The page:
Britain’s Health Secretary He said there was “nothing to suggest” that the mutant would cause more serious disease, though he did say that the mutation is linked to the virus’ spike protein, which is instrumental in allowing it to reproduce and spread and is the target of many leading vaccines currently in development, including the Pfizer-BioNTech one currently being rolled out in the U.K. and the U.S..
Dr. Jeremy Farrar, Director of Welcome, said that consequences of new mutations are “potentially serious.” Farrar emphasized that there is a great deal left to learn about Covid-19, noting that “there is no room for complacency. We have to remain humble and be prepared to adapt and respond to new and continued challenges as we move into 2021.” Farrar added that there are still surprises in store for the coming year.
WHAT WE DON’T KNOW
As Hibberd said, it’s too early to tell whether this new strain of virus represents
a threat or not. Mutations are common and expected in viruses, especially ones that are moving around a new species like Covid-19. That it is found in areas seeing a rapid rise in cases seems, on face, alarming, but it’s too early to tell whether or not there is a causal link between the two events. Further research and observation will be needed to track and understand new strains.
Understanding the genetic makeup of Covid-19 is crucial in designing and implementing an effective pandemic response. Mutations could, for instance, increase the virus’ death rate, boost its transmission or, potentially, help it evade a vaccine and it’s a simple fact of life that viruses will mutate and change over time, especially when pushed to do so by the human immune system and the introduction of new vaccines. Indeed, it is unsurprising that we are seeing new strains emerge. Dr. Zania Stamataki, a viral immunologist at the University of Birmingham in England, said that “the emergence of different coronavirus strains a year after SARS-CoV-2 first jumped to humans is neither cause for panic nor
unexpected.” However, that does not mean mutations will always be benign, and careful monitoring will be required. That the U.K. has been able to detect changes so quickly is a good sign should a mutant turn out to be dangerous, putting the country in a good place to respond. The discovery of a new mutant strain in Denmark, linked to mink farms, raised precisely these kinds of worries, and the Danish prime minister ordered the culling of the country’s entire 17-million-strong herd in order to contain the threat. While the strain, believed to threaten the effectiveness of vaccines currently in development, is now thought to be extinct, the World Health Organization is investigating mink farms for their role in spreading the disease.
Alberta's top doctor says new strain of COVID-19 identified in the U.K. may not be 'dramatically different'
Thurs, December 17, 2020 Alberta’s chief medical officer of health, Dr. Deena Hinshaw, commented on the new variant of the virus that causes COVID-19 detected in the U.K., indicating that it may not be as significant as some may assume.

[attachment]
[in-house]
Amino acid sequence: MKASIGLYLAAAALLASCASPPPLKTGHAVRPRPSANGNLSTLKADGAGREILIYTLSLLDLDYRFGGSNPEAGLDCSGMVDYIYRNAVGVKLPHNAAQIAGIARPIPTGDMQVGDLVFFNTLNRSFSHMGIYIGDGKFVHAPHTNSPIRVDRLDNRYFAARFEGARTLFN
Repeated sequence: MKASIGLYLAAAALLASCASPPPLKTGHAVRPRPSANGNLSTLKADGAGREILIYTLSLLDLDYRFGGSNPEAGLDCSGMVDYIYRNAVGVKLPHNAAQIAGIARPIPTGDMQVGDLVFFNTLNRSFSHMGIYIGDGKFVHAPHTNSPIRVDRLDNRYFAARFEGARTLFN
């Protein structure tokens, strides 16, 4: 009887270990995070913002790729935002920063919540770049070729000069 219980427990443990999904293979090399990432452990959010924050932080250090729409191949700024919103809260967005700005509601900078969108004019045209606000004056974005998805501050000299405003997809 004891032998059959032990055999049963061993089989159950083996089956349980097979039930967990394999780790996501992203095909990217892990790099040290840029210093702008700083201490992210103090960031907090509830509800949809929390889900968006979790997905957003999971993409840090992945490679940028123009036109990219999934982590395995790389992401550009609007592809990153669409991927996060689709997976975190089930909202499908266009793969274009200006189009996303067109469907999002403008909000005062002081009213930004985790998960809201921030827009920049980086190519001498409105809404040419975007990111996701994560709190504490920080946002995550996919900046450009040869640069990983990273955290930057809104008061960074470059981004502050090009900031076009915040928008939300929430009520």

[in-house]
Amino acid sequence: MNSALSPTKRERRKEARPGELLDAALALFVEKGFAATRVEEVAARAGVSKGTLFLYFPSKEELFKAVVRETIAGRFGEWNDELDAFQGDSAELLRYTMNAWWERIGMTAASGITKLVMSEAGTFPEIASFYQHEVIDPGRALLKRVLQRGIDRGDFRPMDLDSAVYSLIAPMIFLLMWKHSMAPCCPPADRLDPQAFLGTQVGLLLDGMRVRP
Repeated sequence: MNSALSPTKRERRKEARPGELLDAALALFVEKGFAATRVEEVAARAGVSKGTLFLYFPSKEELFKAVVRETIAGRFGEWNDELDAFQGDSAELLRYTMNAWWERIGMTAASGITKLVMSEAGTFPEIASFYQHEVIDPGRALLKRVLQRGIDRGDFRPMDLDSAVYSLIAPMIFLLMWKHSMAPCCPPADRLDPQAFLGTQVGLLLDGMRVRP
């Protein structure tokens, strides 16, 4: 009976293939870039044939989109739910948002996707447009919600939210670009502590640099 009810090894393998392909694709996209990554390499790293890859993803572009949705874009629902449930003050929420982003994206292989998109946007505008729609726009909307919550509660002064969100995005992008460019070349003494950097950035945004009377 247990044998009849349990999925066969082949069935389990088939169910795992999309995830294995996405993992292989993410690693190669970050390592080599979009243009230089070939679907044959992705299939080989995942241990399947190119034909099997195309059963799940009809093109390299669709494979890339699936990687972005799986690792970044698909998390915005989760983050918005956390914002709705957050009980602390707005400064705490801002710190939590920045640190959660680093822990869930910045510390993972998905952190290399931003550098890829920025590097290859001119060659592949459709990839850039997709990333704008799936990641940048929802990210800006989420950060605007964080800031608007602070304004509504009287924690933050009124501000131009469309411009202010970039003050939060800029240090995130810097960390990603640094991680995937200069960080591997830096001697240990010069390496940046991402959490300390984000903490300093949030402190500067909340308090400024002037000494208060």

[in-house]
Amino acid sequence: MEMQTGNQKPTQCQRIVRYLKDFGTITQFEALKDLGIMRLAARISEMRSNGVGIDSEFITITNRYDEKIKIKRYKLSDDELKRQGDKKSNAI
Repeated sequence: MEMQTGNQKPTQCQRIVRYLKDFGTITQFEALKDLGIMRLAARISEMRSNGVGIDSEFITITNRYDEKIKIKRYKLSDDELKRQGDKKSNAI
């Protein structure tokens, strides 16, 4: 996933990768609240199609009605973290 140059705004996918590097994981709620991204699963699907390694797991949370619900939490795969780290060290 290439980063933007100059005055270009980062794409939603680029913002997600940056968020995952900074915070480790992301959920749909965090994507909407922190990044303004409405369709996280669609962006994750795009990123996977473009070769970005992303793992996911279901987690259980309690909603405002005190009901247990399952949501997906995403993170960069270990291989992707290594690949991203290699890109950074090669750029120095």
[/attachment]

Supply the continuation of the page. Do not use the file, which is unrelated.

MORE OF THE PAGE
“We’ve had a few reports of different genetic alterations of mutation in COVID-19 and so far, there’s not been any evidence that these mutations are as dramatically different...as, for example, the influenza virus, which we know mutates very quickly and mutates dramatically,” Dr. Hinshaw explained. “But it is too early to know exactly what implications it may have or if, as we’ve seen in some of the other slight genetic alteration, it is not a significant issue with respect to how it interacts with the population.”
Alberta’s top doctor did stress that officials are still closely watching for developments and new information on this virus variant.
Will COVID-19 vaccines be safe?
For anyone who still has concerns about possibility receiving the Pfizer-BioNTech vaccine or another vaccine candidate, Dr. Hinshaw highlighted that Canada has “one of the most robust regulatory systems for new vaccines in the world” and when available, everyone should be immunized.
“When it is your turn please get immunized,” she said. “It is an act of kindness for yourself, for your loved ones and for your community.”
“I believe the benefits of vaccine far outweigh the risks and this vaccine will save lives. There is overwhelming scientific evidence that vaccination is the best defence against serious infections.”
Could we run out of vaccine?
In terms of vaccine prioritization, the first phase of Alberta’s vaccine roll out is targeted to healthcare workers who care for those at highest risk of severe outcome from COVID-19, individuals in long-term care homes, Albertans over the age of 75 and individuals in Indigenous communities over the age of 65.
Phase two of the vaccine distribution plan would include first responders and other frontline professionals, which is expected to begin in April 2021.
Dr. Hinshaw said there may be a circumstance where some of the doses the province received will have to be held back when they arrive to ensure that each person who is immunized is able to get their second dose. Two injections are required for the both the Pfizer-BioNTech and Moderna vaccines to be effective.
“That question of running out, we know that there is worldwide demand for these vaccines, we know that Canada has advanced agreements with many different vaccine manufacturers and so we are watching and waiting to see what the outcomes are,” she said. “We anticipate...that we will be able to offer all Albertans this vaccine.”
“The questions is of course timing, and that is one that we will need to wait and see how that rolls out.”